Why Homeschoolers Should Avoid a Cookie-Cutter Education

Sometimes, homeschooling can be a challenge. I recently discovered that my child’s learning style was very different from mine.

During this time I had a few homeschooling epiphanies, one being that it is very possible to receive a cookie-cutter education at home. I knew this because that’s what I had been providing.

One of the reasons some families choose to homeschool is to avoid a cookie-cutter education and provide their children with an individualized education instead. But sadly, sometimes families never even realize that just because you are at home does not automatically mean you avoid the one-size-fits-all education system.

We can spend hours upon hours searching for the perfect curriculum, and once we have found it, we buy it then neatly organize the year’s work in the child’s school box.

We start from the beginning and tread through each and every page, even if our child gets bored or isn’t retaining the information like he should. We continue to work through our prized curriculum, page after page. After all, we must do every page to get our money’s worth.

Before you know it, you have become a slave to that curriculum, and that individualized education you once dreamed about is only a distant, fleeing memory. Then it hits you: You are providing a cookie-cutter education in your own home.

Now, some kids can go through school like this, others cannot. My son can’t, and it has nothing to do with learning difficulties or discipline problems. It has to do with his learning style. I see that now.

I quit being a slave to that curriculum and stopped trying to just get my money’s worth. I looked at my child, at his educational needs, and realized that they weren’t being met with daily workbooks. I developed a new, individualized plan for him, which focused on what he needed. Because after all, isn’t that what homeschooling is all about?

Did you begin homeschooling trying to make it like being in school at home? Or do you do your own thing based on your children’s learning styles?

About Jennifer Cruz

Jennifer Cruz has written 8 posts in this blog.

Jennifer Cruz is a freelance writer in addition to being a stay at home mom. She lives on 45 acres where she spends her free time gardening, cooking, doing various crafts, reading, writing, learning new stuff, collecting old books, baskets, and anything vintage. Her interests also include natural health and medicine, homeschooling, frugal living, comic books and movies. Jennifer can be reached at jenniferlcruz@hotmail.com.

Comments

  1. says

    You are right that having a cookie cutter education is possible, even at home. However, you headline made me laugh because today I’m organizing a cookie cut-out day for our homeschool co-op :-). In this case cookie cutters are part of the plan, but we are certainly open to creativity if the kids decide to go off the “curriculum.”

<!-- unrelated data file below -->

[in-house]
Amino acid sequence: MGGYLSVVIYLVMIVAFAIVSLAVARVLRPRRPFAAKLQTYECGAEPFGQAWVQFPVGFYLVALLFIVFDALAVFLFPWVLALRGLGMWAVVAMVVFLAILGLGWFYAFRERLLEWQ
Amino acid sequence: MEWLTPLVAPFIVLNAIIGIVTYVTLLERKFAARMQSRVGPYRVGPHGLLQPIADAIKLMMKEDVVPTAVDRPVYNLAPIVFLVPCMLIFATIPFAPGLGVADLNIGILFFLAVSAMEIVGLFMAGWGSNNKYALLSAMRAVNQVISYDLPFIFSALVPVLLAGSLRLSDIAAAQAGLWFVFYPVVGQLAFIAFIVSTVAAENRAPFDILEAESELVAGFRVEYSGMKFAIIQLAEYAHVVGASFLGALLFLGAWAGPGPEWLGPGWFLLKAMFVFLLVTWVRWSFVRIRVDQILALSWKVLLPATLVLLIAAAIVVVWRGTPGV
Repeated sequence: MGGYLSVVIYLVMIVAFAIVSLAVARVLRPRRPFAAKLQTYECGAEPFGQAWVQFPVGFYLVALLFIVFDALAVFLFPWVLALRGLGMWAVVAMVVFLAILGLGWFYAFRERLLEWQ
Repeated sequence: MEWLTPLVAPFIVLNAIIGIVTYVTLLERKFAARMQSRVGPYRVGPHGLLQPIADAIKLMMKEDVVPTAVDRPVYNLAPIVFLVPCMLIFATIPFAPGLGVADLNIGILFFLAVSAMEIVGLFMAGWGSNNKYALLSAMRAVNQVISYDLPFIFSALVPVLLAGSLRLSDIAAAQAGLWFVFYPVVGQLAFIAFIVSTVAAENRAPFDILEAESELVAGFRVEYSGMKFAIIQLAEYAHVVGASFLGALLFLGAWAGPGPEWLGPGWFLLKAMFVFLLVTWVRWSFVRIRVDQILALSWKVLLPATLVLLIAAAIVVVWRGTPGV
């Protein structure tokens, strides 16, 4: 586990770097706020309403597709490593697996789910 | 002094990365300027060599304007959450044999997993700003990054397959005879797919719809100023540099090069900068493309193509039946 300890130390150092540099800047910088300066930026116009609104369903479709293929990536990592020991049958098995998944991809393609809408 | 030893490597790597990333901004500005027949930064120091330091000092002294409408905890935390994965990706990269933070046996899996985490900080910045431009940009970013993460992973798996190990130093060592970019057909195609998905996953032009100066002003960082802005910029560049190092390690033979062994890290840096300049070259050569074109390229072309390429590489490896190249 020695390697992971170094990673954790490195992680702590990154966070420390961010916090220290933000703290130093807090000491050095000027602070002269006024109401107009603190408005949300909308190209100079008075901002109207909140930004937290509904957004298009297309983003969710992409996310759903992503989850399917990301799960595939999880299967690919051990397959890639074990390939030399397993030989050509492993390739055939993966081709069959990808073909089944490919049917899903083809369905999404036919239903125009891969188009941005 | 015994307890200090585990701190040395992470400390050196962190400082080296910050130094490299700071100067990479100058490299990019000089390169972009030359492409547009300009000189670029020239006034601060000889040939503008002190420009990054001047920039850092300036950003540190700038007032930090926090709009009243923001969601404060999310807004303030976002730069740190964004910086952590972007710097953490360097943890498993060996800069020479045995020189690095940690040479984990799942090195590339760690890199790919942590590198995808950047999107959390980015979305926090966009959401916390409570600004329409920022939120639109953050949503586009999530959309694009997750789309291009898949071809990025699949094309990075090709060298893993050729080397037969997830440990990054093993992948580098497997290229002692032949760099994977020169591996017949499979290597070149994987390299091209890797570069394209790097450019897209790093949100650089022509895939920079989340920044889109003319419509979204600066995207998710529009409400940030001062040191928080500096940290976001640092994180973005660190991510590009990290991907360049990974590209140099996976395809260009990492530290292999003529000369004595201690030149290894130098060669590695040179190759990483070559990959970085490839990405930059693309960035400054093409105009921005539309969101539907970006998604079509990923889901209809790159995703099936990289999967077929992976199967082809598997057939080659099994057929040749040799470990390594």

2. says

    I left classroom teaching on a Friday and began homeschooling the following Monday. You can bet I went with the traditional model, follow the curriculum and teacher’s guide. Good grief, I even scheduled recess. It took me about two years to realize why it wasn’t working.

    I went into homeschooling with the ideas put in my head during my teacher training in college. I tried to follow classroom management techniques rather than encouraging learning.

    For many parents, though, they believe that unless they do it like school they will cause their children to be educational misfits. The education industry has convinced our society that their cookie cutter model is the only model for learning. The education industry also does a lot to convince non-certified parents that they can’t teach without “proper” tools — the tools they devise. The education industry has destroyed parents’ self-confidence to raise their own children. Thus the clinging to a cookie cutter curriculum.

    In addition to understanding our children’s learning style, we need to understand our teaching style, which may not mesh with the learning style. If that’s the case, we need to modify teaching to match learning.

    I’ve often told parents, if the curriculum is working stick with it. If not, bite the financial bullet and put it in a closet, and try something else for awhile. Maybe that curriculum will work for the next child.

  3. Hayley says

    This is my first year homeschooling. At first, I was oh-so intimidated. I’m a substitute teacher (which was great research towards deciding to homeschool ;-) ) and my first idea was that my daughter and I would benefit from a schedule. Although I planned on getting us up and going and doing a Monday thru Friday thing for about 3 hours of education a day, I, too, had the epiphany of that being just another way of putting my girl in a box, which was the main reason I DIDN’T want to send her to school! Things have become A LOT easier and more enjoyable for the both of us over this school year. I improvise most of the curriculum (even the packages I buy, which I am fortunate enough to do through a distance learning charter program allowance) and I’ve discovered the hundreds of ways we all learn every day without sitting at a desk and listening to someone talk. This has been a tremendous learning experience for me (and my once skeptical and opinionated relatives :-) ).

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